I started fourth grade with a bus ride some 20 miles each way to the oldest elementary school in our county. Two classrooms for each grade. No AC (in Florida mind you!), wooden floors, an occassional working ceiling fan and a white principal who drove a red corvette. I attended Glen Oak Elementary for two years then the decision was made to close the building rather than repair it. They were the best two years of my grammar school days! I had friends of all colors and it never dawned on me to really notice or treat anyone differently.

Then came the big day when I wanted to ask my best friend to spend the night. My parents wrote a note so she could ride home on the bus with me. We had big plans. Our parents agreed and we rode the bus home. Carolyn was smart, pretty, funny, and the best friend ever. When we arrived at my house after school, we played, swam, rode bikes and drove my older brother nuts with our antics.

Then my mom came home from work and my life changed. I introduced her to Carolyn and she was very polite and friendly. Then she asked to see me in the bedroom for a minute. "How come you didn't WARN me" she asked? "Warn her about what" I thought? Did she forget my Carolyn was coming over that day? Carolyn was black. Different. And my mom was actually scared that she was in our well-ordered, white, upper middle class home.

My dad didn't seem to notice the "difference" at all. I didn't know there was one to notice. I was very concerned to think that my mom may be predjudiced. That she would be guilty of the very thing she'd spoken out against so many times before. Our weekend continued and my dad and I drove Carolyn home on Saturday evening. We met her mom and her aunt and her three younger siblings. I asked if it was OK to give her a bike. I had gotten one from my brother for Christmas and had my old one that wasn't being used. They were grateful and all went well.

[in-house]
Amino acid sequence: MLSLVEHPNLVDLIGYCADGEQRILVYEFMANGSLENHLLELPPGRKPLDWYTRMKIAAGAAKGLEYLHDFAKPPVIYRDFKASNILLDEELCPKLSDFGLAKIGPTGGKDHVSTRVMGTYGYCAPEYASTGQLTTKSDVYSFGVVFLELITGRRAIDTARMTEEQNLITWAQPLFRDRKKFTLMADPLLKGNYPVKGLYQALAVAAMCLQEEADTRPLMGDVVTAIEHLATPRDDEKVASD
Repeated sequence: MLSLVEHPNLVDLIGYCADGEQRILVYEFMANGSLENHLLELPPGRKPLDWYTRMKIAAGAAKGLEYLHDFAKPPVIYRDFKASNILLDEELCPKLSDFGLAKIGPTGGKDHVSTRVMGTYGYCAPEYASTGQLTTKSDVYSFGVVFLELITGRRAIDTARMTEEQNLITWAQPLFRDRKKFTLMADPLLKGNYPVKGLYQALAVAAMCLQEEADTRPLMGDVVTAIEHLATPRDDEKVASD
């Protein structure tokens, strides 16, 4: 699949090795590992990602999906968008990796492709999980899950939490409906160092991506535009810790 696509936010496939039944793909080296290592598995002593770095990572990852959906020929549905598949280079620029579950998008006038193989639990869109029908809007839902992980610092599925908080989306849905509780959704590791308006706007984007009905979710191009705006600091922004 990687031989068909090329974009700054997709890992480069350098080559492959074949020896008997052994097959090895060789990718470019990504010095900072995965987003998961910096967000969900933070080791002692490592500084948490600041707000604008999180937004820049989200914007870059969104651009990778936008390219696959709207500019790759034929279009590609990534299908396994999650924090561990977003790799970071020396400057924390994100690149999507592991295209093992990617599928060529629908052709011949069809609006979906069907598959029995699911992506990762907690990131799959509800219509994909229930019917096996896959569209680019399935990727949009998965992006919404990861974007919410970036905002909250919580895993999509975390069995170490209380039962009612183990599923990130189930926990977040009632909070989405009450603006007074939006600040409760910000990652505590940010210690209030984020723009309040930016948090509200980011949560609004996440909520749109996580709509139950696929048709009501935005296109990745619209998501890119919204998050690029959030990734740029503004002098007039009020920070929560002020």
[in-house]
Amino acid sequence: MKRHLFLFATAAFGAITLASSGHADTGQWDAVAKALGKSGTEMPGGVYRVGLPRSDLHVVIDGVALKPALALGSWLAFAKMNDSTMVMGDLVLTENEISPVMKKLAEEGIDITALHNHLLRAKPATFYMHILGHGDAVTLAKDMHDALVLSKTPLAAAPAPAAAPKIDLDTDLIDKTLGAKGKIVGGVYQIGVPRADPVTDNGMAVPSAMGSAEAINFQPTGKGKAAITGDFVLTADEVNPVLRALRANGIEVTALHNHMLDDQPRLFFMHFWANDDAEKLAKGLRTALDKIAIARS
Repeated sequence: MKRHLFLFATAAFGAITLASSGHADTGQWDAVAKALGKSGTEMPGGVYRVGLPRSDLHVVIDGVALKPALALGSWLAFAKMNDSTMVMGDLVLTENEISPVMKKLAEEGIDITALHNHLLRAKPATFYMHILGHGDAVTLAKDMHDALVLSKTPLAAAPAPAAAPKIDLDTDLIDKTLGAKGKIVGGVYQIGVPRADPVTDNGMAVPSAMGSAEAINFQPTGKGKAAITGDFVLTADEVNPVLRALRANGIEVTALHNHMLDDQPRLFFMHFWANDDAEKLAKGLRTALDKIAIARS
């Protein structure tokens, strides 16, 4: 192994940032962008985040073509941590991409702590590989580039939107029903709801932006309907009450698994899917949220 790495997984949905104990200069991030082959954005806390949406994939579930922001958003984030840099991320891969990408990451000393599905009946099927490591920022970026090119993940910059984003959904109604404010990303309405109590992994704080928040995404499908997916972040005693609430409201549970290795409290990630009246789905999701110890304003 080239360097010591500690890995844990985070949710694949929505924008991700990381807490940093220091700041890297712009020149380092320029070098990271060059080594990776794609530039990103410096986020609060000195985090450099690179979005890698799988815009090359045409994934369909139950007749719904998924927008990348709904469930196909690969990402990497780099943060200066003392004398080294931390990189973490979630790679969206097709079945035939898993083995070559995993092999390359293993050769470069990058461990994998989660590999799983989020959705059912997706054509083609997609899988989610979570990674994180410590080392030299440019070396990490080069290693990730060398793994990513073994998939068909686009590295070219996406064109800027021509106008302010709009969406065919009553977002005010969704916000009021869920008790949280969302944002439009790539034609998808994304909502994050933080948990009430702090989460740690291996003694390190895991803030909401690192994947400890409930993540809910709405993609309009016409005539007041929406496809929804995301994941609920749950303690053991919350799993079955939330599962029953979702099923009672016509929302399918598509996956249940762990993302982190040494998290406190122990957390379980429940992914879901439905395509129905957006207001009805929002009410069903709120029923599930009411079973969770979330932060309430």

On the way home from her house, I asked my dad if I'd done something wrong by not telling my mom that Carolyn was black. He explained that when they were growing up, there was no integration, they rarely interacted with those of another race. My mom grew up in an orphanage. 500 kids, all white. All white school, church, etc. After talking with my mom about it too, she said that it was completely foreign to her to have a black person in our home that wasn't there to perform some service. (We had a lady that came daily to clean and do laundry when I was younger and my parents both worked. She was awesome! She'd send me to the store everyday after school to get her a 7UP and a popcicle for me.) My mom then sat down and had a good cry, asking God to forgive her for her predjudice, and more importantly, for giving me any idea at all that it was to be entertained in the first place. That was the day that I learned my mom was fallible, less than perfect, and boy did it burst my bubble so-to-speak. A hard lesson to learn, but harder for my mom I think to come to the realization that she was indeed steeped in old ways of thinking. She changed though. It took time and wasn't always a smooth transition, but she did change.

Since we've been stationed in many different places during our 18 year military stint, our 4 children have been in a cultural melting pot their whole lives and we are so grateful for it. My kids do not describe someone according to race. They are more apt to say "the guy with the red shirt, or the skinny kid or the tall kid. Our church is as diverse as our community as a whole and the nice thing is that no one thinks it should be any other way.


Blogger Bruce said...

Having grown up in Amarillo, I can so relate to what you are saying. But even today, living in Burleson TX, there are still those tracks that run through our communities and our hearts. Will it ever change?


Blogger Shaun Groves said...

Thanks for that, Beth. Great story.

Blogger Shaun Groves said...

Will it ever change? One fruit tray at a time, bruce. ; )

What have you guys seen work to bridge the gap between races in your communities?

Anonymous Anonymous said...

1000 Miles Apart

I wonder when this poison seed made a root and grew a weed
I wonder when I taught my feet not to walk down certain streets
I want to feel what I believe: that we are all the same
It’s not our houses, it’s our hearts 1000 miles apart

You stay there, and I'll stay here, into our corners we disappear
And we don’t ever have to talk, 'cause you like hip hop and I like rock